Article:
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Banner picture by:
Janice Collins
and
True Blue Aboriginal Arts


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Convention No. 169 in practice

Changing constitutions and bringing peace
Until now, ILO Convention No. 169 has been ratified by 19 countries. The impact of the Convention on legislation and daily administration in these countries varies, but for some, its ratification has led to major changes in the governance system. Among these are Mexico and Bolivia, who after ratification in the early 1990s, decided to revise their constitutions in the spirit of the Convention and to recognise the existence of indigenous peoples and the multi-ethnic nature of the State.

In Nepal, the Convention had a crucial role in the peace agreement that ended the civil war that had ravaged the country for 10 years. The ratification of the Convention was one of the pre-conditions for the Maoist rebels to sign the peace-agreement with the government and in September 2007, the ratification of Convention No. 169 became a reality in Nepal. Thereby, the process in Nepal mirrors the peace process in Guatemala in 1996, where the ratification of Convention No. 169 was an integral part of the Peace Accords.

Making international law national
By ratifying an ILO Convention, states agree to be bound by the rules laid down in its provisions. This means that governments promise to make the Articles of the Convention part of their national law.

Altogether, the ILO has adopted 187 Conventions on various issues such as working conditions, maternity protection, discrimination, freedom of association, child labour and so-on. Unlike other international treaties, ILO Conventions generally cannot be ratified with reservations, but have to be accepted in their entirety. This also goes for Convention No. 169.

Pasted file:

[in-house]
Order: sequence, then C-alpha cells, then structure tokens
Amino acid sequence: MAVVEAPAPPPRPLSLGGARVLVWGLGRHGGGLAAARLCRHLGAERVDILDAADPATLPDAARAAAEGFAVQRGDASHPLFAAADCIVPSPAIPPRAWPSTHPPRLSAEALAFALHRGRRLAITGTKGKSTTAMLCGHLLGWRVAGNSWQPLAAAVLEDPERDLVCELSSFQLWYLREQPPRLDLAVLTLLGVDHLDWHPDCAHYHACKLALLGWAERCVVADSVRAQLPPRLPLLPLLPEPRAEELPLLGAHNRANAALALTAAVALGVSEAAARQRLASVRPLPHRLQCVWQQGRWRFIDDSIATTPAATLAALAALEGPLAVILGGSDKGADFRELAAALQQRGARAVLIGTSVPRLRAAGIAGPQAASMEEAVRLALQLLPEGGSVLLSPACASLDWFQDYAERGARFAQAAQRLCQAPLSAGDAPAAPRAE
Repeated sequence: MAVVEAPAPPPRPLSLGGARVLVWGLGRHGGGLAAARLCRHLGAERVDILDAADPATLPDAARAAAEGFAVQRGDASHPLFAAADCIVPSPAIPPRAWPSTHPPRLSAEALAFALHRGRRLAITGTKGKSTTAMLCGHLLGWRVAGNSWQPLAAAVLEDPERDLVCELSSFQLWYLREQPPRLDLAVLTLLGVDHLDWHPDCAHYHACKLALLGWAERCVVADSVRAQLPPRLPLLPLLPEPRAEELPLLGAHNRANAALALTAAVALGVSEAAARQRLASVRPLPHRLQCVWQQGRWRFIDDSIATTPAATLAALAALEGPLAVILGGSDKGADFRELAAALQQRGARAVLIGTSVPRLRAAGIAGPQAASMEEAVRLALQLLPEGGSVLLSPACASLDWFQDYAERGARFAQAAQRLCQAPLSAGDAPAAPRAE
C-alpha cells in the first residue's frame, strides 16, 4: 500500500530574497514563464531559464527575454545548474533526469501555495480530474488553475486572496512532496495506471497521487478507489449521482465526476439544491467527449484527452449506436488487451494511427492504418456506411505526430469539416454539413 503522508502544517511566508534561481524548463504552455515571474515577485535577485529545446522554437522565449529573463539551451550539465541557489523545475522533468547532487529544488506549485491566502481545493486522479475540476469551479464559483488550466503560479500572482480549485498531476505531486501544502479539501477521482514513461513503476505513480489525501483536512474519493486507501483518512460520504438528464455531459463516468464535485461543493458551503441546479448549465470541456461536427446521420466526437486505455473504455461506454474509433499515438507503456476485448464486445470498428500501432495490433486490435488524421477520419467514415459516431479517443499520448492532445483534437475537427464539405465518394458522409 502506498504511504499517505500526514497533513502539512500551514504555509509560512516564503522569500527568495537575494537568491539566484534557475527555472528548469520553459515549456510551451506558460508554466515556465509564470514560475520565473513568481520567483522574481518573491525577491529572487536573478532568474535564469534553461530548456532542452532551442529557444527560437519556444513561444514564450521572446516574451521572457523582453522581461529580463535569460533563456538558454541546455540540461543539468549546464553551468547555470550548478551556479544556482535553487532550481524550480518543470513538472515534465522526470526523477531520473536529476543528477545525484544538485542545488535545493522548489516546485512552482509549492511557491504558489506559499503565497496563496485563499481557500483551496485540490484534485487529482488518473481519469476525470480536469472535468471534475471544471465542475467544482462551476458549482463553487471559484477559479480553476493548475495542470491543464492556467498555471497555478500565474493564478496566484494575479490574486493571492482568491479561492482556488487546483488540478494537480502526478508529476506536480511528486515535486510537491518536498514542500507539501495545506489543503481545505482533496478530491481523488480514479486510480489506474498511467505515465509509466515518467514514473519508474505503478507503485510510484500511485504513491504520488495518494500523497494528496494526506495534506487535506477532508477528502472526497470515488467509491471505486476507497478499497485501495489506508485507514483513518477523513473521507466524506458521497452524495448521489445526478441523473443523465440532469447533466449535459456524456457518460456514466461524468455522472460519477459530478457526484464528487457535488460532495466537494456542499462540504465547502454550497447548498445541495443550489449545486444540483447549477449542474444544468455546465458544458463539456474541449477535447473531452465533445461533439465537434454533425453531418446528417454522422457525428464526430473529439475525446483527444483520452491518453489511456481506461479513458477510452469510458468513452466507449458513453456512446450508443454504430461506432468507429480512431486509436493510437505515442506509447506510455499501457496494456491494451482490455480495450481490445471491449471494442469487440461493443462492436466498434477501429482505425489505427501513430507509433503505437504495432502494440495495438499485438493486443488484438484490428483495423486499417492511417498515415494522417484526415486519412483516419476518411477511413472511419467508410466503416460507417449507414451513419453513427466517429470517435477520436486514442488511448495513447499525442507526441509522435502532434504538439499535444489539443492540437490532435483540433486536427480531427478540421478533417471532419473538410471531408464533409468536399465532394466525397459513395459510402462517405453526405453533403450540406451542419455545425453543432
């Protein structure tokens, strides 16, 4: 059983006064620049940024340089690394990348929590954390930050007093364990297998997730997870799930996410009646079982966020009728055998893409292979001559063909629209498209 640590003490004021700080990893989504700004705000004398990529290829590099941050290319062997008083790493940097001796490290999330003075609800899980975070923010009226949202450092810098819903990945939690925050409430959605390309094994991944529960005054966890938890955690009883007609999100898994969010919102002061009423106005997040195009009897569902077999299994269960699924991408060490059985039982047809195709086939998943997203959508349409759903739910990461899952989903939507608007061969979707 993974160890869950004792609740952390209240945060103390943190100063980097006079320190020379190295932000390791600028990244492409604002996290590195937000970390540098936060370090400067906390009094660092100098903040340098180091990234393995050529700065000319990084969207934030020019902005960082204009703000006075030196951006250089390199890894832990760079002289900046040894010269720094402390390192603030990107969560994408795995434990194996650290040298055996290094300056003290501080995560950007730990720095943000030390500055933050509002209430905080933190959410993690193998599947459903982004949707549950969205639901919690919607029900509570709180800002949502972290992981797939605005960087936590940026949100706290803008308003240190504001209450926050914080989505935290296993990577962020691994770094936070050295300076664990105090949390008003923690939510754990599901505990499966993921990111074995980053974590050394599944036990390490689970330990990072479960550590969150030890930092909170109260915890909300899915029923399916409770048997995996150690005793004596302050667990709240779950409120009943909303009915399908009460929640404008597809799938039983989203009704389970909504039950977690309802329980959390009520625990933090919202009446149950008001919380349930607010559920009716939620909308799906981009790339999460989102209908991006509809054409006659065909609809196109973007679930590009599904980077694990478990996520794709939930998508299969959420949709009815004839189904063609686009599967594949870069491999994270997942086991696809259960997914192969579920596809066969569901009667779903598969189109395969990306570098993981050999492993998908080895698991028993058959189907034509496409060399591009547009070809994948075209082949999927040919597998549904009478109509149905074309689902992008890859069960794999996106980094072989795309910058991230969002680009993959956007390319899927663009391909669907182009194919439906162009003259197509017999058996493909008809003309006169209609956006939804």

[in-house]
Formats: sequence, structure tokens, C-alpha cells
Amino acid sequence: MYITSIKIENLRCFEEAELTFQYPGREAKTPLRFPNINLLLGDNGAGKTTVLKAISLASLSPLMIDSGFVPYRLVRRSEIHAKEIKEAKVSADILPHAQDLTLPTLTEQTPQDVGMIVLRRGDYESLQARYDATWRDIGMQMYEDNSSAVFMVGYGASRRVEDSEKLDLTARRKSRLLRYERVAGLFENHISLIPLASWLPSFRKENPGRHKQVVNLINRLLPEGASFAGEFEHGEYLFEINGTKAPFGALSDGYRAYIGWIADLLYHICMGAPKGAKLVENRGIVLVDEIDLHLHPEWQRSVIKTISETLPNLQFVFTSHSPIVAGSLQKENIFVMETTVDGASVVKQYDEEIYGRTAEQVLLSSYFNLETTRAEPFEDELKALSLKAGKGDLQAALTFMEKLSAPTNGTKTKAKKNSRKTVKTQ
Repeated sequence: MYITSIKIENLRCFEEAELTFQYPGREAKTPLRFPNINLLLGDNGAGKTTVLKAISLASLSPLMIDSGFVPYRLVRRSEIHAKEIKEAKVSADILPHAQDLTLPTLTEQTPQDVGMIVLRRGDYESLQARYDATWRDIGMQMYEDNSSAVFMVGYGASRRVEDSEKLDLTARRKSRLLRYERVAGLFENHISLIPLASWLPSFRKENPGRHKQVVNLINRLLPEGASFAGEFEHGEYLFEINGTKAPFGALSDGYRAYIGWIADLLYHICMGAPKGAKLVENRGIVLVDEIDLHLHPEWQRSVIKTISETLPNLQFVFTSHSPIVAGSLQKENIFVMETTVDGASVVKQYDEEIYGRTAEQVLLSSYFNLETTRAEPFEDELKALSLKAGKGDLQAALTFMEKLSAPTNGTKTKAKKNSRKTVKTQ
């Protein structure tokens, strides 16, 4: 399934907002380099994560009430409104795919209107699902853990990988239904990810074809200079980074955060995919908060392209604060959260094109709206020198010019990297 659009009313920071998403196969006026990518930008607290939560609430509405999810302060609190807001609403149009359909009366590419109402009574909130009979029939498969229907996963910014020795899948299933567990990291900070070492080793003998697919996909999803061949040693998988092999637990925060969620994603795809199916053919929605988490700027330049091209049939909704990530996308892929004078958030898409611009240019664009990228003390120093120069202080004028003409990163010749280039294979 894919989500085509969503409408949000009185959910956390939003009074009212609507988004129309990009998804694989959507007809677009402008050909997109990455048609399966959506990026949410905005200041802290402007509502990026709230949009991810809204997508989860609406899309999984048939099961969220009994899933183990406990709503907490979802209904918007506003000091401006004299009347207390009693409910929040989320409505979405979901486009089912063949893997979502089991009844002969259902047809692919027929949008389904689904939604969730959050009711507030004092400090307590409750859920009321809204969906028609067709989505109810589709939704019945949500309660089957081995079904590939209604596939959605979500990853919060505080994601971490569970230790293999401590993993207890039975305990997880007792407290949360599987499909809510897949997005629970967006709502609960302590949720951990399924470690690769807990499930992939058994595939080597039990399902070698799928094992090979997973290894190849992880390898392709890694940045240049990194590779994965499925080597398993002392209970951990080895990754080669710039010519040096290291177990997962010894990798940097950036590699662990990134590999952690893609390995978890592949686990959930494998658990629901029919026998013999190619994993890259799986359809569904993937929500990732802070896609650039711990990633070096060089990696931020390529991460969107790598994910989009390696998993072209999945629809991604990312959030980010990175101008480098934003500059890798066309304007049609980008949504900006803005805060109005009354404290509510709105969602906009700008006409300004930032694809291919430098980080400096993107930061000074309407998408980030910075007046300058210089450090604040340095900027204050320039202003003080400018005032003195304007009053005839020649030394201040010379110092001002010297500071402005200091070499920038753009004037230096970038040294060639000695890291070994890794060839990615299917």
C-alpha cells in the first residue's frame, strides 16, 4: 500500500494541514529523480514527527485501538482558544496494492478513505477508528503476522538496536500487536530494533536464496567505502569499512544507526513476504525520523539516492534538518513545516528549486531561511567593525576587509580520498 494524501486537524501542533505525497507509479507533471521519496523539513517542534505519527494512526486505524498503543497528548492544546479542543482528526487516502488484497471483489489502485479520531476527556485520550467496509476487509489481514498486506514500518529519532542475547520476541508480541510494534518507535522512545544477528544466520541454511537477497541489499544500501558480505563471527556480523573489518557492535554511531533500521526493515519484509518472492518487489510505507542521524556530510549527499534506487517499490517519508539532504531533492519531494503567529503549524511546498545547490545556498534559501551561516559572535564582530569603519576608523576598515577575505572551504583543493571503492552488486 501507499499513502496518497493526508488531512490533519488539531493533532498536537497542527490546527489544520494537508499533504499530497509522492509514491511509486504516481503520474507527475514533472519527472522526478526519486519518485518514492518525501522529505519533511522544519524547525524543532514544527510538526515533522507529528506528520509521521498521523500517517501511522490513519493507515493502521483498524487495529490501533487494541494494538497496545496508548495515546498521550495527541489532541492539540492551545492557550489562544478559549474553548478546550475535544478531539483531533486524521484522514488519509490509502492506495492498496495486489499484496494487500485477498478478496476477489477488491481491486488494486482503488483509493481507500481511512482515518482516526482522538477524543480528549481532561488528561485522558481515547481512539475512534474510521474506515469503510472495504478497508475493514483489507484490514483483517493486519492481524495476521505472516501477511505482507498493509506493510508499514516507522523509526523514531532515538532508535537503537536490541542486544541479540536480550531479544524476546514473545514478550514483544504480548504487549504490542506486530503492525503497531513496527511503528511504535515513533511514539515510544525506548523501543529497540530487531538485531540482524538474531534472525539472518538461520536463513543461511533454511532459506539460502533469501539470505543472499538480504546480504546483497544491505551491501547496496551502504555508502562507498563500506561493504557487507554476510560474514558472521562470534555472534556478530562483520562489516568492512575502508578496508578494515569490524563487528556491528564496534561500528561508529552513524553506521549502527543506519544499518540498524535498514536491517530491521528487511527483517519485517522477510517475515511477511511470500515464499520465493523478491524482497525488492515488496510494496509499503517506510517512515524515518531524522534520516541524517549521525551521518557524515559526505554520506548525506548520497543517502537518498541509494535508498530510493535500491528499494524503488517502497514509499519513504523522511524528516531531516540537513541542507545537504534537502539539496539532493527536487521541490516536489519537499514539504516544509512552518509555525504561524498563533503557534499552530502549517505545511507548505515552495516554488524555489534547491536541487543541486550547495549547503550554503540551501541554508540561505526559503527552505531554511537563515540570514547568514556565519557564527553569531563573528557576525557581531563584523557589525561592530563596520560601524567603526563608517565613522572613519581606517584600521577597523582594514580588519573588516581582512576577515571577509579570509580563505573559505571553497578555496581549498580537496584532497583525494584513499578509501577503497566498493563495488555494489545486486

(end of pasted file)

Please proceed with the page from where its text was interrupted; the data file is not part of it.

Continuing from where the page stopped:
After having decided to ratify a Convention, a state sends a letter to the ILO informing it of the decision. The ILO will then officially register the ratification and inform other member states. The Convention in question then becomes binding on that state one year after the ratification. This means that within this year, the country must adjust its laws to ensure they are in concordance with the provisions of the Convention. Two years after ratification, the country must send its first report on implementation to the ILO. Hereafter, the normal reporting period for Convention No. 169 is every five years, but if there are concerns regarding the implementation, more frequent reports are requested.

Implementation on the ground is a challenge
However, real implementation of the provisions of the Convention does not only lie in the paperwork. For both governments and indigenous peoples, it can be a big challenge to translate the provisions of the Convention into a living reality. In most countries, the full implementation of the Convention requires the redress of centuries of discrimination, which has influenced not only the governance system, laws, institutions and practices of the States but often also the mind-set of decision-makers. Another challenge is the complexity of the issues at hand; in countries with 50 distinct peoples or more it can, for example, prove very difficult to secure every single group their rights to practice their own customs, their language and their traditional occupation, not to mention their right to political participation. At the country level, it has become evident that a focus on good practices and lessons learned from practical implementation is crucial for achieving a constructive dialogue. Some of the key means to promote such dialogue is training and capacity-building of both government and indigenous institutions.

Influence beyond ratification
However, the importance of Convention No. 169 goes beyond the number of actual ratifications. Its provisions have influenced numerous policy documents, debates and legal decisions at the regional and international levels, as well as national legislation and policies.

The momentum for promoting indigenous peoples´rights has been further reinforced through the adoption by the UN General Assembly in 2007 of the United Nations Declaration on the Rights of Indigenous Peoples. The provisions of Convention No. 169 are fully compatible with those of the Declaration and the implementation challenges related to these two instruments is thus one and the same.

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A guide to ILO Convention
No. 169

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